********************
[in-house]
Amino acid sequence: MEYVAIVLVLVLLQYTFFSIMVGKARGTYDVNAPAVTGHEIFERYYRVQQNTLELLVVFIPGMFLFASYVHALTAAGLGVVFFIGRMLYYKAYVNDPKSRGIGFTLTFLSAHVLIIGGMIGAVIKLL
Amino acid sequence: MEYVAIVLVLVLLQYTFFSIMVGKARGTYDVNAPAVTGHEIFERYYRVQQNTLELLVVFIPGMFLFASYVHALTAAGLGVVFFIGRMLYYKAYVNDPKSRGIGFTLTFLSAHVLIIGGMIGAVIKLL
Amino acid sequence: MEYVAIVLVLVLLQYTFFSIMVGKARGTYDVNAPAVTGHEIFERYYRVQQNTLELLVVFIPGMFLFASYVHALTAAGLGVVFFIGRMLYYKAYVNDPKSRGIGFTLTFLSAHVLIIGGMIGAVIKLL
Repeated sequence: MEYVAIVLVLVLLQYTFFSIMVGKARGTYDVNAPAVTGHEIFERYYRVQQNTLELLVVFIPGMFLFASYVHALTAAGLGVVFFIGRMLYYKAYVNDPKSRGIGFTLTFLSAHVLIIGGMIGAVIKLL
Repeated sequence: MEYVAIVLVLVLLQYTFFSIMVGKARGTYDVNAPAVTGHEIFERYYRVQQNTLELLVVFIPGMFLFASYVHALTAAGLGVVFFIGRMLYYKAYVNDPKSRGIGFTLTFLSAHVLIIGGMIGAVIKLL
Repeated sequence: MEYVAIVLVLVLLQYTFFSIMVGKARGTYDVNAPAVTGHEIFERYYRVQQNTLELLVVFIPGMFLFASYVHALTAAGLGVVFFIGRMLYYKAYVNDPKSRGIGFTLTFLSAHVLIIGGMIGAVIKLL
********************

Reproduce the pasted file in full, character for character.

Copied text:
[in-house]
Amino acid sequence: MEYVAIVLVLVLLQYTFFSIMVGKARGTYDVNAPAVTGHEIFERYYRVQQNTLELLVVFIPGMFLFASYVHALTAAGLGVVFFIGRMLYYKAYVNDPKSRGIGFTLTFLSAHVLIIGGMIGAVIKLL
Amino acid sequence: MEYVAIVLVLVLLQYTFFSIMVGKARGTYDVNAPAVTGHEIFERYYRVQQNTLELLVVFIPGMFLFASYVHALTAAGLGVVFFIGRMLYYKAYVNDPKSRGIGFTLTFLSAHVLIIGGMIGAVIKLL
Amino acid sequence: MEYVAIVLVLVLLQYTFFSIMVGKARGTYDVNAPAVTGHEIFERYYRVQQNTLELLVVFIPGMFLFASYVHALTAAGLGVVFFIGRMLYYKAYVNDPKSRGIGFTLTFLSAHVLIIGGMIGAVIKLL
Repeated sequence: MEYVAIVLVLVLLQYTFFSIMVGKARGTYDVNAPAVTGHEIFERYYRVQQNTLELLVVFIPGMFLFASYVHALTAAGLGVVFFIGRMLYYKAYVNDPKSRGIGFTLTFLSAHVLIIGGMIGAVIKLL
Repeated sequence: MEYVAIVLVLVLLQYTFFSIMVGKARGTYDVNAPAVTGHEIFERYYRVQQNTLELLVVFIPGMFLFASYVHALTAAGLGVVFFIGRMLYYKAYVNDPKSRGIGFTLTFLSAHVLIIGGMIGAVIKLL
Repeated sequence: MEYVAIVLVLVLLQYTFFSIMVGKARGTYDVNAPAVTGHEIFERYYRVQQNTLELLVVFIPGMFLFASYVHALTAAGLGVVFFIGRMLYYKAYVNDPKSRGIGFTLTFLSAHVLIIGGMIGAVIKLL